In the past, the radiology profession was seen as a very financially successful specialty, but as every businessperson knows, success often has peaks and valleys. Radiology residencies are some of the most competitive to obtain, which is due to the combination of expected financial compensation and the assumed quality of life.
In the early 1990’s, when financial pressures first appeared on the frontier of radiology, it was suggested that hospital based physicians divvy up a portion of their financial pie. It was during that time, and again in the early 2000s, that radiology began to see a dip in American graduates showing interest in the field. The nice 9-to-5 lifestyle and never being on call started to fade away, making the stress associated with radiologists lives become more apparent.
Compensation for practicing also started to become severely affected, this applies to both hospital based radiologists and independent imaging center radiologists. Hospitals used to pay a generous stipend to their radiologists, however they are now facing increased financial pressures such as the shutting down of hospitals, emergency room patients being cared for without paying and harsh Medicare cuts. With all of these stressors, hospitals are additionally requiring 24-hour coverage by radiologists to account for better patient care, while teleradiology services seem to have undercut most hospital based radiologists.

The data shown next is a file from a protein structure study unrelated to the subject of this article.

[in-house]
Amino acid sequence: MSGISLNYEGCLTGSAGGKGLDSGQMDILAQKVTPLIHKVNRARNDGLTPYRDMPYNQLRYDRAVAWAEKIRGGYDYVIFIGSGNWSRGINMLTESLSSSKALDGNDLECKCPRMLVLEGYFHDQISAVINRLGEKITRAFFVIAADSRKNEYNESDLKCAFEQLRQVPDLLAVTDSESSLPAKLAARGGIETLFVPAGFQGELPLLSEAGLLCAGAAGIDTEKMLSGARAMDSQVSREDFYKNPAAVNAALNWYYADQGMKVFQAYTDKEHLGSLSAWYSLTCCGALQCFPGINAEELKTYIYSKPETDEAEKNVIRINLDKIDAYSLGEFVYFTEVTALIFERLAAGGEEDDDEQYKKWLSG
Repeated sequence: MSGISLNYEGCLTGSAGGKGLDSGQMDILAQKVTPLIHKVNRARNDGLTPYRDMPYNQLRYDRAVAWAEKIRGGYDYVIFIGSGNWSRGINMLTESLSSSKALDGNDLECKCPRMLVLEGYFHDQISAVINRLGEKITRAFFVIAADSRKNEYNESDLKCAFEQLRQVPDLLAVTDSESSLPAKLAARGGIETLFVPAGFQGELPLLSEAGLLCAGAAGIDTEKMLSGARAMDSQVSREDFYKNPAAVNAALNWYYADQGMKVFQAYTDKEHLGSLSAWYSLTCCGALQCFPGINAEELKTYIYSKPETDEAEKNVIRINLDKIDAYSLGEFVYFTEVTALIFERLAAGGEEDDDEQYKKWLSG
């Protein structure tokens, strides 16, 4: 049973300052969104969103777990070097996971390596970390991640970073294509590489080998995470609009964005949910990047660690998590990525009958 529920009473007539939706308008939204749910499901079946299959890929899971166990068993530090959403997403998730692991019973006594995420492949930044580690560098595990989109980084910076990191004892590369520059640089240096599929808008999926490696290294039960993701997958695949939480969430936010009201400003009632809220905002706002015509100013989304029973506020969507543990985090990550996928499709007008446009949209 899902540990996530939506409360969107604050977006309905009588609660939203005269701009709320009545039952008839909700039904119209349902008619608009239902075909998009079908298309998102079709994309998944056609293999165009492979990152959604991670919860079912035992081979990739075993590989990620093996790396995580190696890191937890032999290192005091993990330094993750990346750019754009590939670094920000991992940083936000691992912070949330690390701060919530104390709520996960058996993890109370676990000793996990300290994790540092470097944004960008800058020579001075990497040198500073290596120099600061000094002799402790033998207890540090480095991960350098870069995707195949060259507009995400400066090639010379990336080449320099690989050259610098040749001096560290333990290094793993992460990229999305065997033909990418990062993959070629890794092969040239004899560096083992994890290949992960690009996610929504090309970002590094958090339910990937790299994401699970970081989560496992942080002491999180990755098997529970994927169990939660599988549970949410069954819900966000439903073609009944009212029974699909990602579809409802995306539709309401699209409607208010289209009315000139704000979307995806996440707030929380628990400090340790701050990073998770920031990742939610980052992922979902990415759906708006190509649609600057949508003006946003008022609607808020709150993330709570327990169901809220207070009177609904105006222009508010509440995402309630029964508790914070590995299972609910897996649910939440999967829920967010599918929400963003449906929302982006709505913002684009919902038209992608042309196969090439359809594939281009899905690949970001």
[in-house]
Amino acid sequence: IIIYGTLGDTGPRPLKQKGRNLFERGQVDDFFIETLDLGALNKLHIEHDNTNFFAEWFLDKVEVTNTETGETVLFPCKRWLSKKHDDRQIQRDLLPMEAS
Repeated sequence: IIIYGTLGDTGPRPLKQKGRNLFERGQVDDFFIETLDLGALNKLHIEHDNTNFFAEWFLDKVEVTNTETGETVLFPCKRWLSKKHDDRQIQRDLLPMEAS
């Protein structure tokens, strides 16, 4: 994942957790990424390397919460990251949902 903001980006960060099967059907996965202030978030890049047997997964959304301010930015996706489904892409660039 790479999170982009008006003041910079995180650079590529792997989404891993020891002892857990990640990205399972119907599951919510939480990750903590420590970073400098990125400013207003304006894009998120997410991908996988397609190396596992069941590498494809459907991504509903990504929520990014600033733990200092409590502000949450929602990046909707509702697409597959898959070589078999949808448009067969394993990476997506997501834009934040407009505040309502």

Challenges associated with pre-certifications, decreased reimbursement, decreased referrals due to radiation fears and self-referrals have also been contributing factors to decreased compensation, but more importantly, those radiologists’ morale has begun to suffer. Particularly in the case of outpatient imaging centers, where income reductions in some areas have been as much as 50-75%.
Radiologists are working longer hours and taking less vacation time, which seems miniscule, except that you must take into account the fact that this was unheard of in years past. These same radiologists are now delaying retirement, which leads to the delay of hiring new, younger radiologists. In the cases where positions are offered, the starting salaries in some states have been reduced by as much as 40%. Of course in certain areas of the country, like New York City, this is more threatening and prevalent.
It is hard to look at healthcare in our country and understand where our problems start and where they end, but as healthcare professionals, it is necessary to take a step back and examine these changes from the care providers’ perspectives. It will help us determine where we are, how far we have come and what next frontier we will conquer.
Matthew D. Rifkin is a radiologist and Chief Medical Officer, Atlantic Health Solutions.
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